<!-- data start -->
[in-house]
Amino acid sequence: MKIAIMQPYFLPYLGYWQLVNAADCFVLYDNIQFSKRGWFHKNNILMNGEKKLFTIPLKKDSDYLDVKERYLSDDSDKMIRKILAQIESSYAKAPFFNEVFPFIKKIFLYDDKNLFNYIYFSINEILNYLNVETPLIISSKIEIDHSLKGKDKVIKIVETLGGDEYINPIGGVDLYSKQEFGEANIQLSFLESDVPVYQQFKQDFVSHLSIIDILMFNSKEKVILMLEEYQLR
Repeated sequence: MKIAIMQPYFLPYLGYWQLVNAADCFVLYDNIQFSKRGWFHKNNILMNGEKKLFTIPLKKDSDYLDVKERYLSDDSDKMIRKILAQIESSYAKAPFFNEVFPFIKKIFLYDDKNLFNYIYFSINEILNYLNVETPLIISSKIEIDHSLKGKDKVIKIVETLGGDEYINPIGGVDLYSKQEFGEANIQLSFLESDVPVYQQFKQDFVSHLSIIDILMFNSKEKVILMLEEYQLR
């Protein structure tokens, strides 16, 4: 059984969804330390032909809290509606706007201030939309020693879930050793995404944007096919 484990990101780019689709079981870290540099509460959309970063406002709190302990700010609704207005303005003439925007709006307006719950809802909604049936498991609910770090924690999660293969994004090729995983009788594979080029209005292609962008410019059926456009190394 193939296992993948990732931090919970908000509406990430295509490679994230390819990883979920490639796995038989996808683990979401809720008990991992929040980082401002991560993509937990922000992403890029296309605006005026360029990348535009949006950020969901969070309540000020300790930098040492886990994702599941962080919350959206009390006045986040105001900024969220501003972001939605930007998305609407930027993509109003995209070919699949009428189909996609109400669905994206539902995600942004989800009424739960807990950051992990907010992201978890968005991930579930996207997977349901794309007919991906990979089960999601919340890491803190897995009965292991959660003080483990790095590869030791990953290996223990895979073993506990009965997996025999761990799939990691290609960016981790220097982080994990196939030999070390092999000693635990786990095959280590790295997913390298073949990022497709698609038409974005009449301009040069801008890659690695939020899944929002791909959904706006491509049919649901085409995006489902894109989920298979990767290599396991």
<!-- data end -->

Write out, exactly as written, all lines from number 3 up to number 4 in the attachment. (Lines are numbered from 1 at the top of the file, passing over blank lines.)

Repeated sequence: MKIAIMQPYFLPYLGYWQLVNAADCFVLYDNIQFSKRGWFHKNNILMNGEKKLFTIPLKKDSDYLDVKERYLSDDSDKMIRKILAQIESSYAKAPFFNEVFPFIKKIFLYDDKNLFNYIYFSINEILNYLNVETPLIISSKIEIDHSLKGKDKVIKIVETLGGDEYINPIGGVDLYSKQEFGEANIQLSFLESDVPVYQQFKQDFVSHLSIIDILMFNSKEKVILMLEEYQLR
């Protein structure tokens, strides 16, 4: 059984969804330390032909809290509606706007201030939309020693879930050793995404944007096919 484990990101780019689709079981870290540099509460959309970063406002709190302990700010609704207005303005003439925007709006307006719950809802909604049936498991609910770090924690999660293969994004090729995983009788594979080029209005292609962008410019059926456009190394 193939296992993948990732931090919970908000509406990430295509490679994230390819990883979920490639796995038989996808683990979401809720008990991992929040980082401002991560993509937990922000992403890029296309605006005026360029990348535009949006950020969901969070309540000020300790930098040492886990994702599941962080919350959206009390006045986040105001900024969220501003972001939605930007998305609407930027993509109003995209070919699949009428189909996609109400669905994206539902995600942004989800009424739960807990950051992990907010992201978890968005991930579930996207997977349901794309007919991906990979089960999601919340890491803190897995009965292991959660003080483990790095590869030791990953290996223990895979073993506990009965997996025999761990799939990691290609960016981790220097982080994990196939030999070390092999000693635990786990095959280590790295997913390298073949990022497709698609038409974005009449301009040069801008890659690695939020899944929002791909959904706006491509049919649901085409995006489902894109989920298979990767290599396991």